The absence of marked differences in wing shape between sylvatic and laboratory populations was an expected result, considering that shape is a more stable trait than size, and may require important changes to be significantly modified (DUJARDIN 2008). However, GÓMEZ-SUCERQUIA et al. (2009) suggested that laboratory colonies of Rhodnius pallescens Barber, 1932 have a different genetic structure than their wild relatives. This could influence shape changes, even considering the shape of the wings as a more stable trait than size. Studies analyzing the shape of wings and genetic structure of generations of R. neglectus may clarify this issue.

As expected, we found a significant reduction in the size of the wing of R. neglectus from sylvatic parents to their laboratory descendents (until the fifth generation). Our results support the idea that size changes can be used as a marker of triatomine colonization in human dwellings. The size variation of R. neglectus detected in our work should reflect the expected morphological changes between sylvatic and domestic populations and can be applied to analyze the level of adaptation of R. neglectus to artificial ecotopes. This information might be useful to detect persistent infestations in dwellings after insecticide application or new infestations from the sylvatic environment, and is therefore important to guide vector surveillance strategies for Chagas disease.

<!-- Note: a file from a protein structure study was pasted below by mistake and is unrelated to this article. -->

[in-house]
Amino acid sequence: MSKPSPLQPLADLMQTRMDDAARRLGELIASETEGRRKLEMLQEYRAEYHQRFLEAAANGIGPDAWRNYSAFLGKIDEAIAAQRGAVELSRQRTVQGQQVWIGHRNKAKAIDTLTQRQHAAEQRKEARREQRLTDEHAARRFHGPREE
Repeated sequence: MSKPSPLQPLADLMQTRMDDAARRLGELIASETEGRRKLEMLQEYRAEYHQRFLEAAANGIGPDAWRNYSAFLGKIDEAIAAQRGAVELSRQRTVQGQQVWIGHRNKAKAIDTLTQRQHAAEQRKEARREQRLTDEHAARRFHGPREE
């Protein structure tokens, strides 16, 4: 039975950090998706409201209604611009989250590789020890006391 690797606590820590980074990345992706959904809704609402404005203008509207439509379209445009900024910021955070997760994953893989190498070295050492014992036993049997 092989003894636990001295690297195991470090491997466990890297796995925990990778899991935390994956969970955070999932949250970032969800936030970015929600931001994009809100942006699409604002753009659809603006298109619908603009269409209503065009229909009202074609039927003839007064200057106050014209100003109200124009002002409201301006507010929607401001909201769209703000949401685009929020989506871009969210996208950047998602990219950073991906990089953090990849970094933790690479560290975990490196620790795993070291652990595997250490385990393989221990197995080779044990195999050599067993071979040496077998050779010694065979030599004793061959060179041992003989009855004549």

ACKNOWLEDGMENTS

We thank Jacqueline Starling for her help in maintaining triatomine colonies and Fábio Oliveira Alves for great fieldwork assistance.

LITERATURE CITED

Submitted: 07.II.2011; Accepted: 26.VII.2011.

Editorial responsibility: Marcio R. Pie

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Datas de Publicação

  • Publicação nesta coleção
    11 Nov 2011
  • Data do Fascículo
    Out 2011

Histórico

  • Recebido
    07 Fev 2011
  • Aceito
    26 Jul 2011